5 Congolese refugees killed in food protests in Rwanda

Refugees from the Democratic Republic of Congo carry their belongings as they walk near the (UNHCR) offices in Kiziba refugee camp in Karongi District, Rwanda February 21, 2018. (Reuters)
Updated 23 February 2018

5 Congolese refugees killed in food protests in Rwanda

KAMPALA: Five Congolese refugees have been killed during protests over reduced food rations, with the UN refugee agency saying Friday that police fired at the angry protesters.
Another 15 refugees were injured this week as several hundred marched to the UN agency offices in Kiziba camp in the west, Rwandan police said in a statement.
Police intervened when “demonstrators armed with stones, sticks and metal projectiles assaulted and wounded seven police officers,” the statement said. The refugees had been reminded that “disruption of public order was unacceptable.”
The UN refugee agency in a statement said it was “shocked” by the deaths, adding that “disproportionate use of force against desperate refugees is not acceptable.” It urged police not to use force and called on authorities to investigate.
The demonstrations demanding better living conditions or relocation began Tuesday in Kiziba camp, which hosts over 17,000 Congolese refugees.
Underfunding forced the UN World Food Program to cut food rations by 25 percent in January.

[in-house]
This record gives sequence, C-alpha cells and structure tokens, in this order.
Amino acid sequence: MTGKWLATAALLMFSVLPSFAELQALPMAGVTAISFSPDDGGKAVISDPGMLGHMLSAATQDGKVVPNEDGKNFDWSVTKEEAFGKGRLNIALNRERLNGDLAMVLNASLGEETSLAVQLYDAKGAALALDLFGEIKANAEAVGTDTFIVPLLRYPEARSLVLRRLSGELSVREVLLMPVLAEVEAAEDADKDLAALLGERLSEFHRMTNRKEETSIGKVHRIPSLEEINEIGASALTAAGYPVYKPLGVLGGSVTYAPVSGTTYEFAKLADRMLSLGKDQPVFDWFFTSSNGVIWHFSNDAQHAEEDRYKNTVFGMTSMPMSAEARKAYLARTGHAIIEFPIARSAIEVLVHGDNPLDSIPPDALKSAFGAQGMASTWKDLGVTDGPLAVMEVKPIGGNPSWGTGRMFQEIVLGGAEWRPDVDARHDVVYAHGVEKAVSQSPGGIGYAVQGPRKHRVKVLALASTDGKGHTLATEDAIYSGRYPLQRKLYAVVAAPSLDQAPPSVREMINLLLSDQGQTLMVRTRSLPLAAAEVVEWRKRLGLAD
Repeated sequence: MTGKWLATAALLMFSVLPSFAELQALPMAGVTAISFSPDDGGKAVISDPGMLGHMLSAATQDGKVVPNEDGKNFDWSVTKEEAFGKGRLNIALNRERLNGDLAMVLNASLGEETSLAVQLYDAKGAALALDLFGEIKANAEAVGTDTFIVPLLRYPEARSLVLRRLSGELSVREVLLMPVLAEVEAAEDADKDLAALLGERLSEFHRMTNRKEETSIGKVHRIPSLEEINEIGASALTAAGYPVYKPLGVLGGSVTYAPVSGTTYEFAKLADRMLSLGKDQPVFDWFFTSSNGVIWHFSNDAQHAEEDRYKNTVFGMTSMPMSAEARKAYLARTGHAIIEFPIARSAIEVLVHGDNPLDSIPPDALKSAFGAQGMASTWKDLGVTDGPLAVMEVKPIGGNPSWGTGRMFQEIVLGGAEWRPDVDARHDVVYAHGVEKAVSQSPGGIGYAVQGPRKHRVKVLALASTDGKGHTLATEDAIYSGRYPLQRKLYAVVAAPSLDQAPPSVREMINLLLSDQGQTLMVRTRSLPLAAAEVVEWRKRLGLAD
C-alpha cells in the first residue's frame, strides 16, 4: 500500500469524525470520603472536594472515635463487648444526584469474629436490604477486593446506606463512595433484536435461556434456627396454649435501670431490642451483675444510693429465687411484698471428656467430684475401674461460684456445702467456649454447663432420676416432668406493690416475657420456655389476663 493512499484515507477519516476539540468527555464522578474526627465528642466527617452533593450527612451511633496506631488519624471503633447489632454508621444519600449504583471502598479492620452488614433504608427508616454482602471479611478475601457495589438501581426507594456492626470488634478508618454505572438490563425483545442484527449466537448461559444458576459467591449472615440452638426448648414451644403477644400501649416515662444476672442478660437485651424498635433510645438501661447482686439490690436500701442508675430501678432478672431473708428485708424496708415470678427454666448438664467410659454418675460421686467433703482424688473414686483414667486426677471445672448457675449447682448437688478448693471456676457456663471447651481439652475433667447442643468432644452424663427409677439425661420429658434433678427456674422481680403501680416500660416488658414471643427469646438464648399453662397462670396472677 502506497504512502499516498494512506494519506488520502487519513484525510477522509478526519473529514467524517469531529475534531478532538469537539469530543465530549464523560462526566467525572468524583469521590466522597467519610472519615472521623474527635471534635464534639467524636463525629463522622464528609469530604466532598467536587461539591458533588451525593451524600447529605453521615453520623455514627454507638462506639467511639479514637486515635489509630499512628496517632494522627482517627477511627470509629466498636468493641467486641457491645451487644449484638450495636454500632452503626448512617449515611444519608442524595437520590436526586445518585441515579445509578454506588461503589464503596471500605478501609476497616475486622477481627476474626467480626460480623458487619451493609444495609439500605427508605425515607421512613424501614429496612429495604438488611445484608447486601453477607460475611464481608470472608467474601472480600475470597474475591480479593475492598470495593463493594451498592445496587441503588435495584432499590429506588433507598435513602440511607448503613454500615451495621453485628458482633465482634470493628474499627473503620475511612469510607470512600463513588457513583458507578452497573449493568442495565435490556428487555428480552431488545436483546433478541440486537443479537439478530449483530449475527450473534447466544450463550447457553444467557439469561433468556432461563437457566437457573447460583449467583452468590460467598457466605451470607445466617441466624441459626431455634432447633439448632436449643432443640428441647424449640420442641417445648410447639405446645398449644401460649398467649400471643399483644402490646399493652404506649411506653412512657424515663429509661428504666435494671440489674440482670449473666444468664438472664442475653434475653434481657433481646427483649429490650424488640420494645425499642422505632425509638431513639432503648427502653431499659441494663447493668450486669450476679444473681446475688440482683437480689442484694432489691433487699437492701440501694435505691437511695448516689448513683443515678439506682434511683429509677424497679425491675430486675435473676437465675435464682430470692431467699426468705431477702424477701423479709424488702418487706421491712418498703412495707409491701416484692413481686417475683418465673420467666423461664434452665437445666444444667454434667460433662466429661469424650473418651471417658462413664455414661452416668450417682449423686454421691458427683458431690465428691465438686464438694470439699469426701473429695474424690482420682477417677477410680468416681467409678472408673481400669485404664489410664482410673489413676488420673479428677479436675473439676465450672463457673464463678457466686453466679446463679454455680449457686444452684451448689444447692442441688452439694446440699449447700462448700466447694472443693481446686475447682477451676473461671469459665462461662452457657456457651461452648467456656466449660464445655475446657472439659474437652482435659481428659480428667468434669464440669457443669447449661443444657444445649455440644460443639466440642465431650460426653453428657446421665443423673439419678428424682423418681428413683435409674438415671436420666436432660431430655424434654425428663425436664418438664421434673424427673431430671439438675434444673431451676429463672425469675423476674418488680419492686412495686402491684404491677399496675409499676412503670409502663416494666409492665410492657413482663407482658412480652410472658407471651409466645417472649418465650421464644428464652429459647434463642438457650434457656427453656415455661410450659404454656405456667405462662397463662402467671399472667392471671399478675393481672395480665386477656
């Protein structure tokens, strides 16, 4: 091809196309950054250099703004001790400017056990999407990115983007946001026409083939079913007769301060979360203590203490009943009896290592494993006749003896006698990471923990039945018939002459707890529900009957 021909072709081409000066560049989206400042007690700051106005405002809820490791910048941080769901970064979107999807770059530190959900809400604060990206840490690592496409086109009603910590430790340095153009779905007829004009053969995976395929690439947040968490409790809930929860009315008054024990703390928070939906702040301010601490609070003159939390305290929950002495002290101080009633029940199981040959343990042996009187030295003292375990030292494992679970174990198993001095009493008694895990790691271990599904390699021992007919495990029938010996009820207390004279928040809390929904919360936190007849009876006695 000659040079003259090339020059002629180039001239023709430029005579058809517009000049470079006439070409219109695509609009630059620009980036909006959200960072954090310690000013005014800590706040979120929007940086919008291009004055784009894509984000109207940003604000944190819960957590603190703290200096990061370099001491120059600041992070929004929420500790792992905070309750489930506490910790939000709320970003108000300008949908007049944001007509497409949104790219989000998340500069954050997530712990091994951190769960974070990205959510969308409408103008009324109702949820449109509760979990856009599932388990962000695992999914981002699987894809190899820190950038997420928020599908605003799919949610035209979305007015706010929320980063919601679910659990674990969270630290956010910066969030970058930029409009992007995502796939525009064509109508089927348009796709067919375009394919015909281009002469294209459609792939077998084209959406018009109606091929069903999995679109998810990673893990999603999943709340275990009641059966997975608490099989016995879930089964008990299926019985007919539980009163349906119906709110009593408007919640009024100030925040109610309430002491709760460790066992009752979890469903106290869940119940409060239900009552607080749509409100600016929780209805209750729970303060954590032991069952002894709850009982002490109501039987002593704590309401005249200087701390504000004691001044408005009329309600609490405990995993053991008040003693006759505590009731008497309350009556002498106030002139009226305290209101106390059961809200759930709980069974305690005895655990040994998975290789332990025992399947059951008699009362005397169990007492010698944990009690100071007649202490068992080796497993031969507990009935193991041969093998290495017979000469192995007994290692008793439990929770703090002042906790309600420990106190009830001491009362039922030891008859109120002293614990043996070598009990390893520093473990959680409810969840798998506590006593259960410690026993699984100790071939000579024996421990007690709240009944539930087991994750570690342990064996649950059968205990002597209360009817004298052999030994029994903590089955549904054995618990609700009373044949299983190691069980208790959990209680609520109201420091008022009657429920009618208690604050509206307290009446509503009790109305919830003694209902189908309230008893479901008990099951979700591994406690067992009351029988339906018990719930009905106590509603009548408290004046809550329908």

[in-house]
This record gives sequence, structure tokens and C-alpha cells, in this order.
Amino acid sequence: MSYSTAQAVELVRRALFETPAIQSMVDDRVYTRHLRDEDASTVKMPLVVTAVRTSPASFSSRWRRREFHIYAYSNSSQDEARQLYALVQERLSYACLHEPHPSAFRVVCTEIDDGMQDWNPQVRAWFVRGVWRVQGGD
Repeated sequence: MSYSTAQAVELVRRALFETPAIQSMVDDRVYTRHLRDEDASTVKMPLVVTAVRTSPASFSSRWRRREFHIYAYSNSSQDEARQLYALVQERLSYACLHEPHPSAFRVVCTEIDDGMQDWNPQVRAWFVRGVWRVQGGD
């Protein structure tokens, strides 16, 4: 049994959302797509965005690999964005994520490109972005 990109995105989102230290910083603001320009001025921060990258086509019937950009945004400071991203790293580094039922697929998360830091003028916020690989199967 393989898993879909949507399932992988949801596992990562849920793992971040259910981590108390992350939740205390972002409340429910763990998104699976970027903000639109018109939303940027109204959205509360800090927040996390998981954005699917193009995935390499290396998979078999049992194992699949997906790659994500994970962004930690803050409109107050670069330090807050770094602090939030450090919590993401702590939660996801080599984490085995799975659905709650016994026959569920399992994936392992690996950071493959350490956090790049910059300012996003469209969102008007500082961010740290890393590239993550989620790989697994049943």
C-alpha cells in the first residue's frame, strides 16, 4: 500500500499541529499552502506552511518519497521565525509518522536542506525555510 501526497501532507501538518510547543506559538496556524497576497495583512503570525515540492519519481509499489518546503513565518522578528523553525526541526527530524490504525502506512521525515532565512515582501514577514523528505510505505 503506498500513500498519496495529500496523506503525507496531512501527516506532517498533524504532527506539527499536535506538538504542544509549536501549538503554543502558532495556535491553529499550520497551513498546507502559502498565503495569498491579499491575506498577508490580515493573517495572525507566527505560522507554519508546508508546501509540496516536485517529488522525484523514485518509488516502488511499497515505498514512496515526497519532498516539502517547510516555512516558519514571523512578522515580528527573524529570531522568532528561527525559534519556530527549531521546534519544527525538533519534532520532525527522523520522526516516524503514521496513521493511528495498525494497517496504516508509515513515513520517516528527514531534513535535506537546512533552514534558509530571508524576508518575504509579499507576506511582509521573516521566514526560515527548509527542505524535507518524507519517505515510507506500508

Philippine trash trawlers earn little from virus-boosted surge in plastics

Updated 10 August 2020

Philippine trash trawlers earn little from virus-boosted surge in plastics

MANILA: Virgilio Estuesta has picked through trash in the Philippines’ biggest city for four decades, and is noticing an unusually large amount of plastics during his daily trawl of about 15 km (9.3 miles).
Tough curbs re-imposed to combat a surge in daily coronavirus infections are squeezing income for the 60-year-old, as many of the junkyards and businesses in Manila that buy his recyclables have been closed since March.
Plastic items, such as bottles and containers, dominate the contents of the rickety wooden cart Estuesta pushes through the deserted streets, far more than metals and cardboard, yet the money they bring in is not enough to get by.
“It’s been really hard for us, it’s been difficult looking for recyclables that sell high,” he said.
“Recently we’ve been seeing a lot more plastics, but the problem is they don’t really sell high.”
Environmentalists say the Philippines is battling one of the world’s biggest problems stemming from single-use plastics, and ranks among the biggest contributors to plastic pollution of the oceans. It has no reliable data for its plastics consumption.
Greenpeace campaigner Marian Ledesma said consumers and businesses are now using yet more single-use plastics, in a bid to ward off virus infections.
“The pandemic has really increased plastic pollution,” she added. “Just because there’s a lot more people using disposables now, due to misconceptions and fears around transmitting the virus.”
Since March 16, Manila has experienced lockdowns of varying levels of severity, in some of the world’s longest and tightest measures to curb the spread of the virus.
They are taking a toll on Estuesta, who hopes to start earning soon.
“When you go out, the police will reprimand you,” he said. “I was stuck at home and had to rely on government aid, which was not enough. I had to resort to borrowing money from people.”